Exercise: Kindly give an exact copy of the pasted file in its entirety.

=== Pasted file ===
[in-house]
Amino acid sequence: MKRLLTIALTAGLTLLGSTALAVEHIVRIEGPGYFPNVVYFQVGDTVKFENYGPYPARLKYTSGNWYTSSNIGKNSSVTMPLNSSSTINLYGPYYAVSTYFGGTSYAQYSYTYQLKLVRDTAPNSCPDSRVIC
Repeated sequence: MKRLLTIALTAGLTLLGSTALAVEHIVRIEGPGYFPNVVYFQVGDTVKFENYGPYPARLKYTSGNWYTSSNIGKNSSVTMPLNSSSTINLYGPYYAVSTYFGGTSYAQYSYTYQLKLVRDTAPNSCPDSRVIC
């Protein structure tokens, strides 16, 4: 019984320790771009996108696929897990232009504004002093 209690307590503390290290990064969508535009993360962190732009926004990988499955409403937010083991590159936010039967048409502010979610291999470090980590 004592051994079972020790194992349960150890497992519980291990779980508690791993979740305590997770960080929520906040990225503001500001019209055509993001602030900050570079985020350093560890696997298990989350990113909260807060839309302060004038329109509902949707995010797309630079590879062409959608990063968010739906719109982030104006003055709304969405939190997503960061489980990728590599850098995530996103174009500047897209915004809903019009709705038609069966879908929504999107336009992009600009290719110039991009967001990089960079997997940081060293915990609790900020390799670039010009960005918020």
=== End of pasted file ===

[in-house]
Amino acid sequence: MKRLLTIALTAGLTLLGSTALAVEHIVRIEGPGYFPNVVYFQVGDTVKFENYGPYPARLKYTSGNWYTSSNIGKNSSVTMPLNSSSTINLYGPYYAVSTYFGGTSYAQYSYTYQLKLVRDTAPNSCPDSRVIC
Repeated sequence: MKRLLTIALTAGLTLLGSTALAVEHIVRIEGPGYFPNVVYFQVGDTVKFENYGPYPARLKYTSGNWYTSSNIGKNSSVTMPLNSSSTINLYGPYYAVSTYFGGTSYAQYSYTYQLKLVRDTAPNSCPDSRVIC
């Protein structure tokens, strides 16, 4: 019984320790771009996108696929897990232009504004002093 209690307590503390290290990064969508535009993360962190732009926004990988499955409403937010083991590159936010039967048409502010979610291999470090980590 004592051994079972020790194992349960150890497992519980291990779980508690791993979740305590997770960080929520906040990225503001500001019209055509993001602030900050570079985020350093560890696997298990989350990113909260807060839309302060004038329109509902949707995010797309630079590879062409959608990063968010739906719109982030104006003055709304969405939190997503960061489980990728590599850098995530996103174009500047897209915004809903019009709705038609069966879908929504999107336009992009600009290719110039991009967001990089960079997997940081060293915990609790900020390799670039010009960005918020």